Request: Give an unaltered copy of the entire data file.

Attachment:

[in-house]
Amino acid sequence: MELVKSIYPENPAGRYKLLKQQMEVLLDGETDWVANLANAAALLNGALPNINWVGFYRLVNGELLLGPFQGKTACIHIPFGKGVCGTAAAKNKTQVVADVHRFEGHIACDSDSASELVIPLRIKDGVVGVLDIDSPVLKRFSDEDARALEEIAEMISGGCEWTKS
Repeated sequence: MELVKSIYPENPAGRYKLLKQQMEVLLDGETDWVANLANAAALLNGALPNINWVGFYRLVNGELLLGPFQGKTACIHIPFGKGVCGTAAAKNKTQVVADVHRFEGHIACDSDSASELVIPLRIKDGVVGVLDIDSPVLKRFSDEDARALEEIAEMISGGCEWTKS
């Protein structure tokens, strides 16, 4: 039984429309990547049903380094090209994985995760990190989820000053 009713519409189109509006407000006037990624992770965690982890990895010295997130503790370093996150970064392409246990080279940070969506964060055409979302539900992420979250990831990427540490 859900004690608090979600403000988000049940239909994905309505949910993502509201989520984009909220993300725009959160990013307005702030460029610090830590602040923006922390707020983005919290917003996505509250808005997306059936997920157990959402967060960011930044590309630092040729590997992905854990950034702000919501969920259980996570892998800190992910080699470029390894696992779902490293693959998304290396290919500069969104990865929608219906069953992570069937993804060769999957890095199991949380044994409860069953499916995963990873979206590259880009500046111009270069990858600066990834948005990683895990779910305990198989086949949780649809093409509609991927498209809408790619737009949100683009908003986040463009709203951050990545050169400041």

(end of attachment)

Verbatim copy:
[in-house]
Amino acid sequence: MELVKSIYPENPAGRYKLLKQQMEVLLDGETDWVANLANAAALLNGALPNINWVGFYRLVNGELLLGPFQGKTACIHIPFGKGVCGTAAAKNKTQVVADVHRFEGHIACDSDSASELVIPLRIKDGVVGVLDIDSPVLKRFSDEDARALEEIAEMISGGCEWTKS
Repeated sequence: MELVKSIYPENPAGRYKLLKQQMEVLLDGETDWVANLANAAALLNGALPNINWVGFYRLVNGELLLGPFQGKTACIHIPFGKGVCGTAAAKNKTQVVADVHRFEGHIACDSDSASELVIPLRIKDGVVGVLDIDSPVLKRFSDEDARALEEIAEMISGGCEWTKS
């Protein structure tokens, strides 16, 4: 039984429309990547049903380094090209994985995760990190989820000053 009713519409189109509006407000006037990624992770965690982890990895010295997130503790370093996150970064392409246990080279940070969506964060055409979302539900992420979250990831990427540490 859900004690608090979600403000988000049940239909994905309505949910993502509201989520984009909220993300725009959160990013307005702030460029610090830590602040923006922390707020983005919290917003996505509250808005997306059936997920157990959402967060960011930044590309630092040729590997992905854990950034702000919501969920259980996570892998800190992910080699470029390894696992779902490293693959998304290396290919500069969104990865929608219906069953992570069937993804060769999957890095199991949380044994409860069953499916995963990873979206590259880009500046111009270069990858600066990834948005990683895990779910305990198989086949949780649809093409509609991927498209809408790619737009949100683009908003986040463009709203951050990545050169400041």